The secrets of Parliament's Victoria Tower uncovered
Some of the three million documents held at the Victoria Tower including Charles I's death warrant
Millions of tourists photograph the Houses of Parliament every year, in particular, the Clock Tower (also known as Big Ben) but who knows anything about the tower at the other end?
BBC London's Asad Ahmad takes a tour around the Victoria Tower.
London has some of the most famous buildings in the world.
A short walk through central London, even for someone making their first trip to the capital, is like walking through a magnificent book of history where the Tower of London, Buckingham Palace and Tower Bridge all come to life.
Standing as one of the finest works of architecture in the capital is the Houses of Parliament designed by Sir Charles Barry in the 19th century.
His plans were drawn-up to enter a competition to create a new Parliament building after the previous one had been destroyed by fire in 1834.
To look through some of the others would be like accessing a historians Aladdin's Cave but that is probably why the secrets of the Tower are kept safely from curious eyes.
The new 'Mother of all Parliaments' at Westminster has since become an emblem for democracy all over the world.
As tourists and Londoners snap pictures of the more famous Big Ben/Clock Tower, the Victoria Tower stands quietly on the other side of Parliament.
This year, the 323ft (98.5m) structure has been celebrating its 150th birthday.
When it was constructed, it was the largest square tower anywhere in the world. It no longer holds that particular record, but it does hold millions of other records within its walls.
The Victoria Tower was designed to hold papers related to Parliament which go back to 1497 and the reign of King Henry VII.
All documents are original and, as well as holding every Act of Parliament to be passed in Britain, there are all sorts of objects and papers which chart every twist and turn of British history over 500 years.
Due to its unique contents very few people have ever been given access to the tower, although it has been described as one of the most historically important places in the world.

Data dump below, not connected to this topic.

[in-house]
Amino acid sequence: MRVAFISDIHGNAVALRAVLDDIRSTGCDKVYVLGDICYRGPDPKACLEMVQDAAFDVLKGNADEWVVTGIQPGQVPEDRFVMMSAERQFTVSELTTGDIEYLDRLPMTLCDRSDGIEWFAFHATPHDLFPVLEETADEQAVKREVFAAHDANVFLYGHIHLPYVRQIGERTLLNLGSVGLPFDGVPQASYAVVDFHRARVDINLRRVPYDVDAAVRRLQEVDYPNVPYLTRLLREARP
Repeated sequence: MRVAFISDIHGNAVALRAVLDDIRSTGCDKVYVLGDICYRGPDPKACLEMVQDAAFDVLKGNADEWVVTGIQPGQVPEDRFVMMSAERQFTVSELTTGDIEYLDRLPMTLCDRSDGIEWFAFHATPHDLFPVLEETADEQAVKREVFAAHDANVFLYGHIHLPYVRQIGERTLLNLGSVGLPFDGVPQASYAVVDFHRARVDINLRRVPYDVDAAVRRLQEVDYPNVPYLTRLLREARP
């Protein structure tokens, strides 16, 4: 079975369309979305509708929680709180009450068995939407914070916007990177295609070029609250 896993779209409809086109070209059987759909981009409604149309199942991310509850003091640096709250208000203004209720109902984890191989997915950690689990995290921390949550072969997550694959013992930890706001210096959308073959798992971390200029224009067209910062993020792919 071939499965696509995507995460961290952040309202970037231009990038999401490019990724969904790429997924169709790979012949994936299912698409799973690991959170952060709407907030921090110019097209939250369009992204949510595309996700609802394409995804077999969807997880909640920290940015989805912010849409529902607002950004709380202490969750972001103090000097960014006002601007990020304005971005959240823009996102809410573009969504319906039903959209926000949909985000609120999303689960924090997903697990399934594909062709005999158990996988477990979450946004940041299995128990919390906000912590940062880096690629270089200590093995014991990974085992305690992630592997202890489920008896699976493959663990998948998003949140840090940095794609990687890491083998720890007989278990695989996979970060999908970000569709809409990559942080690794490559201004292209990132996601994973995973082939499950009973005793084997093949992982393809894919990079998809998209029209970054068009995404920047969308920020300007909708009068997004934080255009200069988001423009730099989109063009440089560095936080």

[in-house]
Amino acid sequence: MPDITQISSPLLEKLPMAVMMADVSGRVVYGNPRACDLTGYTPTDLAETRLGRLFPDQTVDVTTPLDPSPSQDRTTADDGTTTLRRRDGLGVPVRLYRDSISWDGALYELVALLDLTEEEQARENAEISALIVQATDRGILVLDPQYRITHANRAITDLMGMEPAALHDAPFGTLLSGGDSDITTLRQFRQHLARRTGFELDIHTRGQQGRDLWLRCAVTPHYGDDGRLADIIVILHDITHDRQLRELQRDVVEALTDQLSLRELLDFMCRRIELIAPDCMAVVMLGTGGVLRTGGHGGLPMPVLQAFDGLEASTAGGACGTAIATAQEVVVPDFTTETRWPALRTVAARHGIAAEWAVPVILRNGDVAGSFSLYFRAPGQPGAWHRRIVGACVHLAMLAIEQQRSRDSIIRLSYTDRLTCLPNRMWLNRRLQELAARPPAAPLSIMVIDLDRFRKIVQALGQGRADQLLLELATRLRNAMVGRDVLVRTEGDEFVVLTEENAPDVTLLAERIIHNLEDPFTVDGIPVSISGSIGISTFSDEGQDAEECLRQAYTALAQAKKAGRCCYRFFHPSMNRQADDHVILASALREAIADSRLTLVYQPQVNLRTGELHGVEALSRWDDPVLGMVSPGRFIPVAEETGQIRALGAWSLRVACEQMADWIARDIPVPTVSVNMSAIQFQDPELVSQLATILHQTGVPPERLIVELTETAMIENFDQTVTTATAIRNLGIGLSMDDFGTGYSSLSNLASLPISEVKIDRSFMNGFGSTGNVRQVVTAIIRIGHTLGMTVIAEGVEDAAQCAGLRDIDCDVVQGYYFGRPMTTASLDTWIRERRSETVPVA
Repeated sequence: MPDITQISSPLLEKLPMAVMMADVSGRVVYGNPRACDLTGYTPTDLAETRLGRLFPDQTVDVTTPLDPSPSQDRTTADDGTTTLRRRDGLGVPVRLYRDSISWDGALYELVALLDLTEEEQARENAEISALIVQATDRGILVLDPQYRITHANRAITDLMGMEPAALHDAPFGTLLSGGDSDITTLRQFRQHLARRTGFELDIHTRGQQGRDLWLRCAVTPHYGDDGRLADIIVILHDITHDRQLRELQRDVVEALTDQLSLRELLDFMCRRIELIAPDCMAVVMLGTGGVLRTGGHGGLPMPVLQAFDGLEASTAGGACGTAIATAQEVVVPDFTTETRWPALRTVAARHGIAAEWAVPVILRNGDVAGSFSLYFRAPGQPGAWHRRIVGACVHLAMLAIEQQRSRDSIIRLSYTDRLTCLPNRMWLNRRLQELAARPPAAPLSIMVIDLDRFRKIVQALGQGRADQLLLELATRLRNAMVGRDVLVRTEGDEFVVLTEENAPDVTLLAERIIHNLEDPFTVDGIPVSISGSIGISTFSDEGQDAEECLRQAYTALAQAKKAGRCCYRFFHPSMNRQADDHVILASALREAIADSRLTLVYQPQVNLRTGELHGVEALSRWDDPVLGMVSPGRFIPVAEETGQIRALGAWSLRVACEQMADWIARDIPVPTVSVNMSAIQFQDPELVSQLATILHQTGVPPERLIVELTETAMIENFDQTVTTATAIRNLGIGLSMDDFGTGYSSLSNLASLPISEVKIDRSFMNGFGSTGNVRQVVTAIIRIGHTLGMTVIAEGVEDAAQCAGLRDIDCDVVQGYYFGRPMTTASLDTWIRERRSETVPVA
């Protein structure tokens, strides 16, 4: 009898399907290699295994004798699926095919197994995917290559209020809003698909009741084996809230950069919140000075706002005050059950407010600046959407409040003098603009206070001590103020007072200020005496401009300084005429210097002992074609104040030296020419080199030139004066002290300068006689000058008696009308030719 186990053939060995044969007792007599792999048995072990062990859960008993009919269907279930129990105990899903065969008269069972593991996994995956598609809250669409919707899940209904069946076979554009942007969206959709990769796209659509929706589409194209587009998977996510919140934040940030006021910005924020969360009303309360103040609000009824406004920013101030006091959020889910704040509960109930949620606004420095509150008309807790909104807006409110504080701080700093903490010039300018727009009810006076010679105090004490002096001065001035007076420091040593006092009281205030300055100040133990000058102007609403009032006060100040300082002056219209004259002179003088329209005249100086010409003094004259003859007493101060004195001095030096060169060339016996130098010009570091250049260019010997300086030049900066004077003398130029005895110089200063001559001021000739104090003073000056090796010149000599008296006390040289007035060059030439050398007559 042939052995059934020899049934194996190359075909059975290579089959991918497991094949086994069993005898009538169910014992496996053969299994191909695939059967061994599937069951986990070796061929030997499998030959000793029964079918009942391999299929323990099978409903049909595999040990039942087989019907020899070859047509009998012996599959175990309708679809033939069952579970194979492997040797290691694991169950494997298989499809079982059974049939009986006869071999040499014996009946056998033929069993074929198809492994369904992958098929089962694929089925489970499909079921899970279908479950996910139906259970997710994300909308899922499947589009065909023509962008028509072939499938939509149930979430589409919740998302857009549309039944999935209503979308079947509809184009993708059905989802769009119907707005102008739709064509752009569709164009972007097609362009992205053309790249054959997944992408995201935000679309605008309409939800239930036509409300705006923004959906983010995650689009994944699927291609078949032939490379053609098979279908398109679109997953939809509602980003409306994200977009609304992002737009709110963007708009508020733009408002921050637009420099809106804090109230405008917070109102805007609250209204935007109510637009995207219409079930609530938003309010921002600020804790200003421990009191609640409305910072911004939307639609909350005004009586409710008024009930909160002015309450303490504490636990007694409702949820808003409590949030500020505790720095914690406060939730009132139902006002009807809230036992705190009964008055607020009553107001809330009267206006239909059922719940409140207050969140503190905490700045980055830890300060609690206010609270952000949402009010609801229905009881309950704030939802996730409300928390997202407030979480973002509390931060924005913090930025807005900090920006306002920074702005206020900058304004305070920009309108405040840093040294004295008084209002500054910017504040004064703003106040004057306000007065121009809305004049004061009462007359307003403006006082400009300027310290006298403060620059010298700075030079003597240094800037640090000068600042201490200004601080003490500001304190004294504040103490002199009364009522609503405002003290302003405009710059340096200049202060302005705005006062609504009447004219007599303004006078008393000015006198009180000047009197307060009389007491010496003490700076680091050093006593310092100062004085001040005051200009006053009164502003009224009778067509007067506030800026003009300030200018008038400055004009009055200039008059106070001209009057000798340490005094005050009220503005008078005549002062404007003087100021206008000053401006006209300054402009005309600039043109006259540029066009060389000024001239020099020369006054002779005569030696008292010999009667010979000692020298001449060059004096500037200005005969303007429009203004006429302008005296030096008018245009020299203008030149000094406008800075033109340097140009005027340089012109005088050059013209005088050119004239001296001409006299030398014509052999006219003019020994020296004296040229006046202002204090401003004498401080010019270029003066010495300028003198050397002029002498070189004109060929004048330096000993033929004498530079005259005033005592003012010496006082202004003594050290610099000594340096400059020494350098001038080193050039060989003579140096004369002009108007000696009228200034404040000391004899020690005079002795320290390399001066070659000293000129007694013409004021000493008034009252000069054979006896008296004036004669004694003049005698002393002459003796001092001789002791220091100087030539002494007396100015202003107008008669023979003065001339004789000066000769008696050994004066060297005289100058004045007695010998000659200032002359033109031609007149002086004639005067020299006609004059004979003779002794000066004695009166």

David Prior helps to run the Parliamentary Archives Office which takes day-to-day responsibility for the tower and its contents.
He knows its importance more than anyone and he even explains how the air conditioning system, which helps to regulate the temperature on all 12 floors, is environmentally friendly.
The Victoria Tower in Westminster
"We take our responsibility for the records of Parliament very seriously," he said.
"But we are also aware of our responsibility to the environment."
It is important to regulate the temperature and air inside to protect the documents and Mr Prior shows me some of the papers that have rarely been seen by the public.
"One of our most famous documents is the death warrant of Charles I," he said.
"It's the only time a ruling British monarch has stood trial, before being executed.
"If you look at the signatures under the warrant and their wax seals, you notice the fourth signature, it belongs to Oliver Cromwell."
It is incredible to see the death warrant of a former British King signed by Oliver Cromwell.
I realise that if the Victoria Tower was a museum it would probably be the ultimate museum.
David Prior then points to the Stamp Act of 1765. It is made of animal skins which have been sewn together, but its importance is huge.
The Stamp Act was passed to make America pay duties and taxes to their British rulers.
Not surprisingly, the Act was not popular across the Atlantic and David said: "The Act was partly responsible for beginning the movement which fought the British and ultimately brought America its independence from Britain".
Sandwiched between the death warrant and the Stamp Act is a journal which is dated 6 November 1605.
The first Act of Parliament signed by King Henry VII
"If you look closely, it's written that somebody by the name of John Johnson, was found with 36 barrels of gunpowder in Parliament the previous night." David points to the relevant section. "John Johnson," he tells me "is the alias for Guy Fawkes."
The journal leaves me speechless although these are just three of three million documents kept in the Tower over the past 150 years.
To look through some of the others would be like accessing a historian's Aladdin's Cave but that is probably why the secrets of the Tower are kept safely from curious eyes.
It is true the Tower does not get much attention, but that is probably the way the keepers of the documents want things to remain - even if they are celebrating 150 years of keeping some of the contents of London's most important and striking buildings - a secret.
The House of Lords Parliament Archives Department have published a book to mark 150 years at the Victoria Tower. 'Victoria Tower Treasures' is available from the department.
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